Ukraine's Energoatom looks ahead to Rovno 3 life extension

19 August 2015

Work is under way at the Rovno nuclear power plant in Ukraine to apply to extend the operating life of unit 3. Ukraine's State Nuclear Regulatory Inspectorate (SNRI) issued 20-year operating life extensions for units 1 and 2 nearly five years ago.

Energoatom said today that work to qualify for the licence includes upgrading or replacing thermal mechanical equipment, monitoring and control systems, the introduction of new diagnostic systems for reactor installations and a seismicity monitoring system at the Rovno site. Energoatom operates all of Ukraine's 15 nuclear units in commercial operation at four sites, Khmelnitsky, Rovno, South Ukraine and Zaporozhe.

"The report will culminate in a periodic safety assessment that confirms the operation of the unit is in line with the upgrade project and complies with the parameters and conditions of its safe operation, with reconstruction and modernization measures developed to increase its level of security," Energoatom said. "SNRI will then use this assessment to decide whether or not to extend the life of the unit." Full consideration of the local community is being shown during the work, it said.

Work to produce the report on unit 3 will not prevent its continued safe operation, Energoatom said.

In a separate statement, the state-run company said that the turbogenerator of unit 1 had been reconnected to the grid following maintenance work, while unit 4 is on its 30th day of a scheduled maintenance outage.

The Rovno plant has generated more than 744 gigawatts hours of electricity since the beginning of August and almost 11.5 terawatt hours since the start of the year.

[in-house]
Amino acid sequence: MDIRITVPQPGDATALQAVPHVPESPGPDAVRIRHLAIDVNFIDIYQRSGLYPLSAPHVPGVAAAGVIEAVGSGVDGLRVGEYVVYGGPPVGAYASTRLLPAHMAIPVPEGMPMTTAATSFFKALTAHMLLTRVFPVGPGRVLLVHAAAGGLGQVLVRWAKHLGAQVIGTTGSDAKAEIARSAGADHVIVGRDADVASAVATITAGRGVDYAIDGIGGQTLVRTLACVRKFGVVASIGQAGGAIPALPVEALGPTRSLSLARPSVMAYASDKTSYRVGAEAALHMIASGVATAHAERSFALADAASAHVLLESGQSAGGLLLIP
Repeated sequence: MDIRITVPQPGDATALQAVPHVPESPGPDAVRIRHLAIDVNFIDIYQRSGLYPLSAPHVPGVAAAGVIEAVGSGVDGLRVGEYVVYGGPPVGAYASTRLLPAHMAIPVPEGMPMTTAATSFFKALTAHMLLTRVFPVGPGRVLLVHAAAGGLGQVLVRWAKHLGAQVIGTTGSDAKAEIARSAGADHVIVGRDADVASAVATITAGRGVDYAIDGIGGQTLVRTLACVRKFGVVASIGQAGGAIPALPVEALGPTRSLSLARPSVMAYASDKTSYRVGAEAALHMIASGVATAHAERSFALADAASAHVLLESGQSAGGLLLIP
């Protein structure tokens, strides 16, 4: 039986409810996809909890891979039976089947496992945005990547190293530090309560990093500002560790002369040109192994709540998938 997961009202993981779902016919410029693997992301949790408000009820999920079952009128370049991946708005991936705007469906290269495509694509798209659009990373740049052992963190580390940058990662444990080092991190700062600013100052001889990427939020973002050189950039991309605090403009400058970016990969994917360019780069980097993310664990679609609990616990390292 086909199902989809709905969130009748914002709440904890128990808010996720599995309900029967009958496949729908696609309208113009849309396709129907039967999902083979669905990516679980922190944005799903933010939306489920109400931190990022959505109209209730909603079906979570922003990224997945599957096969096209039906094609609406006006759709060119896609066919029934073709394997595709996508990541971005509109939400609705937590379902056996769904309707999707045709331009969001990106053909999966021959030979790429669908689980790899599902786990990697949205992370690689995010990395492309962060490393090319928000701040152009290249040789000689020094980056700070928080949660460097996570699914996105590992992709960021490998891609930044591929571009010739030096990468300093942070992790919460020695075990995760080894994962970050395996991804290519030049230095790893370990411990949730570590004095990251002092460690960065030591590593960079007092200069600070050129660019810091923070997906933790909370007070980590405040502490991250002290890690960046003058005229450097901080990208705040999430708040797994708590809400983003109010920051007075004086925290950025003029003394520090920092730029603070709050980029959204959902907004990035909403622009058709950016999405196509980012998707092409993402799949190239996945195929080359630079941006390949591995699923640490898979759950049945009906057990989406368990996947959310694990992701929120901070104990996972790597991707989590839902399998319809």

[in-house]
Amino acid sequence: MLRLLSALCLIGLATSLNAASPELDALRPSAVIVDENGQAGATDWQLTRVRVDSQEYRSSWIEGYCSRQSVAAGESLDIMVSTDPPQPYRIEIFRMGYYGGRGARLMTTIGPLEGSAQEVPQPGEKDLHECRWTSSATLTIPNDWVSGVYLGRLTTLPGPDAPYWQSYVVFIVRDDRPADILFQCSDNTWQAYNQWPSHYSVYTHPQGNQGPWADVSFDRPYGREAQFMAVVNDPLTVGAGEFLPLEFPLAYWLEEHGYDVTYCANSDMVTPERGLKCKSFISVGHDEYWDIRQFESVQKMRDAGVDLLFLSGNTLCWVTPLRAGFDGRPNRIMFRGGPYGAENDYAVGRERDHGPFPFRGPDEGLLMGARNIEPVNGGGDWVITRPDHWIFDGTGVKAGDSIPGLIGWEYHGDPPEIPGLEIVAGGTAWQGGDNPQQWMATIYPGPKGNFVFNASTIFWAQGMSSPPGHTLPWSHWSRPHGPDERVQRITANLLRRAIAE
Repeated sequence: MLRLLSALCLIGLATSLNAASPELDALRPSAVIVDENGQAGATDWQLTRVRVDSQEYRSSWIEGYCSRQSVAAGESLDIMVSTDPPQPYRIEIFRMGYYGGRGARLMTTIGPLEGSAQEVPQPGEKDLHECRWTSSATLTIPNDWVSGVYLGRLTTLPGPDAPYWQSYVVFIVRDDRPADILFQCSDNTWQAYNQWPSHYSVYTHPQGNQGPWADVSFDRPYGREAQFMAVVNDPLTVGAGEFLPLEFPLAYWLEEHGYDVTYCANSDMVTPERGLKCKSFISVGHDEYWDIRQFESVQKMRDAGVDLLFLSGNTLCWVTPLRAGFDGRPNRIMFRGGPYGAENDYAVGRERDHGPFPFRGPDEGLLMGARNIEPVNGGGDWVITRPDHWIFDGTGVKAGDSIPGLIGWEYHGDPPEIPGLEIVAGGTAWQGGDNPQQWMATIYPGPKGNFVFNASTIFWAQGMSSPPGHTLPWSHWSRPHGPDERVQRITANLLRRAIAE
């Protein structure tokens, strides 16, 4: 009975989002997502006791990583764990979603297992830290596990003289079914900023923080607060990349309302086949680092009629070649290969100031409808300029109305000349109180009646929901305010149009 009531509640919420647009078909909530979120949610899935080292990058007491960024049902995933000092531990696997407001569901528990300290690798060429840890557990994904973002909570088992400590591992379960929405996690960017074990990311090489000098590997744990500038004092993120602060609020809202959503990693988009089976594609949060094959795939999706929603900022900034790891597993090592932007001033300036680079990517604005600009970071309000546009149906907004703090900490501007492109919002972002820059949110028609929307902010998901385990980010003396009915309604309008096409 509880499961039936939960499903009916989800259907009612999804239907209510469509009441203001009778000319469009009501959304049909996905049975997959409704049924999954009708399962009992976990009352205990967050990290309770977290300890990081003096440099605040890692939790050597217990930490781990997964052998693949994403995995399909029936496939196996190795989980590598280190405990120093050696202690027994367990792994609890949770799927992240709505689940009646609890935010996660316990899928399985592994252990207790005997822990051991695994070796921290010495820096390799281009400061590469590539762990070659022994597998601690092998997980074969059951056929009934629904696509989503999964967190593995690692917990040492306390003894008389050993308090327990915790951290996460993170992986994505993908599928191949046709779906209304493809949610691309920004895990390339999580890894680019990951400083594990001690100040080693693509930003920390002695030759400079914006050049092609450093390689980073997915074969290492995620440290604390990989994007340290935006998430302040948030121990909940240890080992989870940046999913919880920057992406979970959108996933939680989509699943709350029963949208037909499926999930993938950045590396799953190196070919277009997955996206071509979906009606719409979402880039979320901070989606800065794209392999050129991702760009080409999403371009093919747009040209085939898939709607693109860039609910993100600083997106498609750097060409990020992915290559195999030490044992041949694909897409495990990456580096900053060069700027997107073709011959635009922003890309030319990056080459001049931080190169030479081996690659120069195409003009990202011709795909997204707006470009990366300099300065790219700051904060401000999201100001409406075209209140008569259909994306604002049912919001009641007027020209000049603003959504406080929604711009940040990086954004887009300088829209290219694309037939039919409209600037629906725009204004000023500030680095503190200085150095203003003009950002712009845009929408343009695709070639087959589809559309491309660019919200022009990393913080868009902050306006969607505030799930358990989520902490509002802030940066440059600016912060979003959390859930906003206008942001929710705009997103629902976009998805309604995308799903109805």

The 2835 MWe plant consists of four soviet-designed VVER units – units 1 and 2 are of the VVER-440 type and started operations in 1980 and 1981, respectively; units 3 and 4 are VVER-1000 reactors that have been in service since 1986 and 2004, according to Energoatom.

The original design lifetime of the Russian reactors was 30 years. Energoatom initially planned to extend the lifetimes of Rovno 1 and 2 as well as unit 1 of its South Ukraine plant by 15 years and final checking of the pressure vessels (for embrittlement) and the internals of all three units took place in 2008-9.

SNRI granted the 20-year extension of the operating licences for Rovno 1 and 2 in December 2010. Energoatom said that more than $300 million had been invested in upgrading the two units since 2004, in collaboration with the International Atomic Energy Agency. In mid-2012 Energoatom announced that the 11 oldest 1000 MWe reactors are to have 20-year life extensions by 2030. In February 2013, SNRC said that South Ukraine 1 could have a life extension after a major upgrade during 2013, and in October it approved plans for a ten-year extension to 2023. In May 2015 South Ukraine 2 was shut for major upgrading over 300 days costing $114 million to enable a ten-year life extension. During the same month, Energoatom applied for a 15-year licence extension for Zaporozhe 1.

In March 2013, the European Bank for Reconstruction & Development (EBRD) announced a €300 million ($331 million) loan for comprehensive reactor safety upgrading to the end of 2017, matching €300 million from Euratom. The €1.4 billion ($1.55 billion) project will include up to 87 safety measures addressing design safety issues comprising the replacement of equipment in safety relevant systems, improvements of instrumentation and control for safety relevant systems and the introduction of organisational improvements for accident management.

Earlier this month, Energoatom said it had postponed the completion target date for the program to improve the safety of its nuclear power plants from 2017 to the end of 2020. It said the postponement is due to the delayed entry into force of the EBRD and Euratom loan agreements following a change of government in Ukraine. Signed in August 2013 and ratified by the Ukrainian parliament, the Verkhovna Rada, in May 2014, the agreements with the EBRD and Euratom finally entered into force on 19 December 2014 and 28 May 2015, respectively.

Researched and written
by World Nuclear News